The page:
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Climate Change in the Great Lakes

Climate Change in the Great Lakes

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Climate Change in the Great Lakes

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  1. Climate Change in the Great Lakes By: Colleen Nagel http://www.coastwatch.msu.edu/ http://www.nature.org/ourinitiatives/urgentissues/climatechange/index.htm

  2. Outline • Human Geography and Economy • Climate Trends and Variability in the Great Lakes Region • Historical Records of Change: Lake Temperature, Ice Cover, and Water Levels • Projections of Future Climate in the Great Lakes Region • Climate Change and Waterborne Disease • Conclusion

  3. Background • Heavy precipitation events are expected to increase with climate change, and are directly connected to increases in waterborne diseases (Kling et al. 2003). • In urban watersheds, more than 60% of the annual loads of all contaminants are transported during storm events, which are caused by heavy rainfall (Kling et al 2003). • Scenario-based modeling demonstrated how both land use and climate change influenced the surrounding ecosystem and species, effecting the watershed, discharge, and habitat of the river (Wiley 2010).

  4. Human Geography and Economy • 60 million people live in the Great Lakes region; more than 40 million people use the Great Lakes as a drinking water source (Patz et al. 2008). • In 2000 over 50% of manufacturing shipments in Canada came from Ontario (Wiley et al. 2003). • The 6 Great Lakes states make up >25% of total value to U.S. manufacturing (Wiley et al. 2003).

  5. Climate Trends and Variability in the Great Lakes Region • In 1999 over a 4-year time span annual average temperatures 2-4 ̊F warmer and 7 ̊F above average winter • Increase in precipitation in last 3 decades http://www.divinglore.com/Genesis/USA/Great_Lakes_&_Inland_Sites.htm

  6. Historical Records of Change: Lake Temperature, Ice Cover, and Water Levels • Lake Temperature: Lengthened summer stratification • Duration of lake ice: Freeze-up occurring later in fall and ice-out earlier in the spring for the past century • Fall freeze 1.5 days later per decade • Spring breakup earlier by 2 days per decade • El Niño/La Niña

  7. Climate Change and Waterborne Disease Risk in the Great Lakes Region of the U.S.By: Jonathan A. Patz, Stephen J. Vavrus, Christopher K. Uejio, and Sandra L. McLellan • 60 million people live in the Great Lakes region; more than 40 million people use the Great Lakes as a drinking water source • Climate change is expected to cause a rise in sea level, increase in temperatures, and changes in the hydrologic cycle, which can cause more floods and droughts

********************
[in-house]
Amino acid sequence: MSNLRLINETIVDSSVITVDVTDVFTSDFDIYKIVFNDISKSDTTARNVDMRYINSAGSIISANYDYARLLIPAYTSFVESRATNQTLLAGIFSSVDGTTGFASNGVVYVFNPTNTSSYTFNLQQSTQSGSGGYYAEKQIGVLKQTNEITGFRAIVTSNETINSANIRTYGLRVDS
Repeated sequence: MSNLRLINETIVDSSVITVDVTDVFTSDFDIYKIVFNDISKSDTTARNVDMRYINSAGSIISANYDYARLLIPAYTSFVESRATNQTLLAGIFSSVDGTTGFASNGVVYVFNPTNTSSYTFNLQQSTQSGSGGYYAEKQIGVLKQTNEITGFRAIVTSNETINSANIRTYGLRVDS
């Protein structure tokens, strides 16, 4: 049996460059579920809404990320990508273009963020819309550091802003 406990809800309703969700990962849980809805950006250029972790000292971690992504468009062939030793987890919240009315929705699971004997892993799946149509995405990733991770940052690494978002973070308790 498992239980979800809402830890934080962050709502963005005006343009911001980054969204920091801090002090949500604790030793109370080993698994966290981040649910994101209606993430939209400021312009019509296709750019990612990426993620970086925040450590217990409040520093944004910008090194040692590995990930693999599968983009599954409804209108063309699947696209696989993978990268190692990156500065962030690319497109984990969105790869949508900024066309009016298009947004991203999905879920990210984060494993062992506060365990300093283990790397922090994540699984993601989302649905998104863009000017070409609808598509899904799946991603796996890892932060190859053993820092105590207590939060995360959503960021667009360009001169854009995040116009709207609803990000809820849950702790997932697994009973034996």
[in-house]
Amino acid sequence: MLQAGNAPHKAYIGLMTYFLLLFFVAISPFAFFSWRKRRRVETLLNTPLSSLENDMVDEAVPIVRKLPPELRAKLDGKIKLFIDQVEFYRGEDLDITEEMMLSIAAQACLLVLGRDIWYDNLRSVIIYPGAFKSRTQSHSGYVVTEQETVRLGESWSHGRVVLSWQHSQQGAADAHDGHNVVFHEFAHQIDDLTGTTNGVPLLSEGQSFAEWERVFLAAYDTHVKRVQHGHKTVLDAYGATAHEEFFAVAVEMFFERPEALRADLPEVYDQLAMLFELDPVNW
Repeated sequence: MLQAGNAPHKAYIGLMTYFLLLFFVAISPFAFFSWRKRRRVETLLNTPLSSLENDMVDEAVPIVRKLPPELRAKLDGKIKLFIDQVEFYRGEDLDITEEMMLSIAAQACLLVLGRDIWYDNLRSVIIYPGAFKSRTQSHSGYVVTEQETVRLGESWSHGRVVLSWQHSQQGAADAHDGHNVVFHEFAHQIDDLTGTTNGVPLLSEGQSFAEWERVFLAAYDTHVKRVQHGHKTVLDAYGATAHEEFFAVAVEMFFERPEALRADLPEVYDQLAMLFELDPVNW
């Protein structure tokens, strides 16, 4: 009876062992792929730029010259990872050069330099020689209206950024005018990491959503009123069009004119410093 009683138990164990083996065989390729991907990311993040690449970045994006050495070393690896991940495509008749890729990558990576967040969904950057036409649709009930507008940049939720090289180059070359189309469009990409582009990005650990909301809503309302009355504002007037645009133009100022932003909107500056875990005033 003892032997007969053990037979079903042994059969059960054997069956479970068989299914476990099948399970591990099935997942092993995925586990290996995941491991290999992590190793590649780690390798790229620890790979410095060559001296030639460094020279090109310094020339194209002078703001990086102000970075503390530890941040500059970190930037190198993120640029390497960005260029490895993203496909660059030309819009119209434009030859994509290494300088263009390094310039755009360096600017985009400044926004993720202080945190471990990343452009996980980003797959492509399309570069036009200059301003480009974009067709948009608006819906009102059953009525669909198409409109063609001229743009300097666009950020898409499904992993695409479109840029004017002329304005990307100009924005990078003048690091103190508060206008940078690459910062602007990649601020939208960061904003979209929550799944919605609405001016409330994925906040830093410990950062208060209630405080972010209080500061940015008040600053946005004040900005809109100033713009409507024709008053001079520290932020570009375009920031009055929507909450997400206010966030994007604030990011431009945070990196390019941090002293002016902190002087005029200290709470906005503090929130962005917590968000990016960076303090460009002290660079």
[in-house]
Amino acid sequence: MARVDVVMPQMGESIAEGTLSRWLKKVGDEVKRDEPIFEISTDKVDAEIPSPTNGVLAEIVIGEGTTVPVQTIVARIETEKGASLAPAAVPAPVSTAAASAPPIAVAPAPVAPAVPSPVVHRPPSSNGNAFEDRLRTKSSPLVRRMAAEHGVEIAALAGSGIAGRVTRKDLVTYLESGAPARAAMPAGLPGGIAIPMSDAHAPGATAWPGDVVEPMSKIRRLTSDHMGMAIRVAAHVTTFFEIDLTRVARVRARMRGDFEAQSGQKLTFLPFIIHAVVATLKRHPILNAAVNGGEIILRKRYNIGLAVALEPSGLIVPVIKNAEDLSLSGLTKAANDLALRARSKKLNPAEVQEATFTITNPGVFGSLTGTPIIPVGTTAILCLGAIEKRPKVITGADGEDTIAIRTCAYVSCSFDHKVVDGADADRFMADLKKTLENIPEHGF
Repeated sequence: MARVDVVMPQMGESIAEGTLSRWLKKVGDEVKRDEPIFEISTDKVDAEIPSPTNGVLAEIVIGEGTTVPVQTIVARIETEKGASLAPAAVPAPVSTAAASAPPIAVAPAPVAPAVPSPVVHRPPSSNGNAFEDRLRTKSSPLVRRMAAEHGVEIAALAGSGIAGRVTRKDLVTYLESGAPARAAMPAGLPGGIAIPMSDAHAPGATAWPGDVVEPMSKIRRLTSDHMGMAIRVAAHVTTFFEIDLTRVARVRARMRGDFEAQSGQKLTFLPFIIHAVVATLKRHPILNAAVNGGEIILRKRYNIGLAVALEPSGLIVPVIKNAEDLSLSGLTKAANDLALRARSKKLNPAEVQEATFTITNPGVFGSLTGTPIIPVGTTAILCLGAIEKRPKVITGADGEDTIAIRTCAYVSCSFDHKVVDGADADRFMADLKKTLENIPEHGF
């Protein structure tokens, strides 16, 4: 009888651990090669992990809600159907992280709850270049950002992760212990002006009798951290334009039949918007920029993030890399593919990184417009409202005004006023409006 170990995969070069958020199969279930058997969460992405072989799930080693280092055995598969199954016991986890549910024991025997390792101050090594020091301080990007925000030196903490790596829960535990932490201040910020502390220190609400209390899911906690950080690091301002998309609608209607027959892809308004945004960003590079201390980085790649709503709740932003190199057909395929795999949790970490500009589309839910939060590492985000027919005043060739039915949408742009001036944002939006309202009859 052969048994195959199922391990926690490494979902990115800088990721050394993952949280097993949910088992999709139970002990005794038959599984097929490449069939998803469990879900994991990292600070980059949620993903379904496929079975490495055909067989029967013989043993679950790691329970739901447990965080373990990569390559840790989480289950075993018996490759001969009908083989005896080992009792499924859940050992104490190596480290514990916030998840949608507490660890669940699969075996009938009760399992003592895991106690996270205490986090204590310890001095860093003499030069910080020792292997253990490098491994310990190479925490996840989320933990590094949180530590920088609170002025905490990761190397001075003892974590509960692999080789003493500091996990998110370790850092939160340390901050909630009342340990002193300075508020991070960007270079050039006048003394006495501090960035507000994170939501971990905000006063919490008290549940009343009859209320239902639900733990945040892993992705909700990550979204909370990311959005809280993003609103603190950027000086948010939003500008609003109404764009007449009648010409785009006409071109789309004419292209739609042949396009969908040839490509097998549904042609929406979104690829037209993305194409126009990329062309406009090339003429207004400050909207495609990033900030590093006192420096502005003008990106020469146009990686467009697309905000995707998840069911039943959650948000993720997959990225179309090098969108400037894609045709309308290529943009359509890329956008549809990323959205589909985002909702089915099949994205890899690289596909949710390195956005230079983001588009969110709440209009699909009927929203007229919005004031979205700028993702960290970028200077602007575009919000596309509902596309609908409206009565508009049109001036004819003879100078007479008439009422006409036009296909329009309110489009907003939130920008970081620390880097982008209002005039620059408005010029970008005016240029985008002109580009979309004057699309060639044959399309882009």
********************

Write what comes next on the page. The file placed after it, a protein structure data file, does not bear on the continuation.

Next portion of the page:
8. Global Climate Models (Patz et al. 2008)

  9. Heavy Daily Precipitation • Heavy daily precipitation 1-5 cm • Time frame of late 20th century to late 21st century • Model was made from historical relationship from Global Climate Models and daily precipitation levels from a local scale (Patz et al. 2008)

  10. Case Study • Milwaukee River Basin: 1,440km² of rural, agricultural, suburban, and urban land use. • Basin’s watersheds drain into 3 major rivers and discharge into Lake Michigan • E. coli is used as an indicator bacteria • Storm events >3in of rainfall within 24 hrs. may overwhelm the combined sewer systems and lead to overflow

  11. Levels of E. coli in Milwaukee Estuary (Patz et al. 2008)

  12. Lake Geneva, Wisconsin http://www.maps.google.com (Patz et al. 2008)

  13. Surveillance of Indicator Bacteria • Wind direction toward or away from the beach influences indicator bacteria • Tidal cycles from subsurface and soil reservoirs • Precipitation and runoff events http://gardenofeaden.blogspot.com/2011/06/what-is-ecoli.html

  14. Conclusion of paper • Data collection/surveillance • Infrastructure improvements • Land use planning • Education and research

  15. Projections of Future Climate in the Great Lakes Region • By 2025-2035 temperatures will increase by 3-4 ̊F in spring and summer • 10-20% increase in precipitation by the end of the century • Migrating climates

  16. Conclusions • Increase in temperatures • Decrease in the duration of ice cover • Migrating climate • Increase in precipitation • Changes in hydrologic cycle

  17. References • Kling, George W., Katharine Hayhoe, Lucinda B. Johnson, John J. Magnuson, Stephen Polasky, Scott K. Robinson, Brian J. Shuter, Michelle M. Wander, Donald J. Wuebbles, and Donald R. Zak. Confronting Climate Change in the Great Lakes Region: Impacts on Our Communities and Ecosystems. Cambridge, MA: Union of Concerned Scientists, (2003). Print. • Patz, Jonathan A., Stephen J. Vavrus, Christopher K. Uejio, and Sandra L. McLellan. "Climate Change and Waterborne Disease Risk in the Great Lakes Region of the U.S." American Journal of Preventive Medicine 35.5 (2008): 451-58. Print. • Wiley, M. J., D. W. Hyndman, B. C. Pijanowski, A. D. Kendall, C. Riseng, E. S. Rutherford, S.T. Cheng, M. L. Carlson, J. A. Tyler, R. J. Stevenson, P. J. Steen, P. L. Richards, P. W. Seelbach, J. M. Koches, and R. R. Rediske. "A Multi-modeling Approach to Evaluating Climate and Land Use Change Impacts in a Great Lakes River Basin." Hydrobiologia 657.1 (2010): 243-62.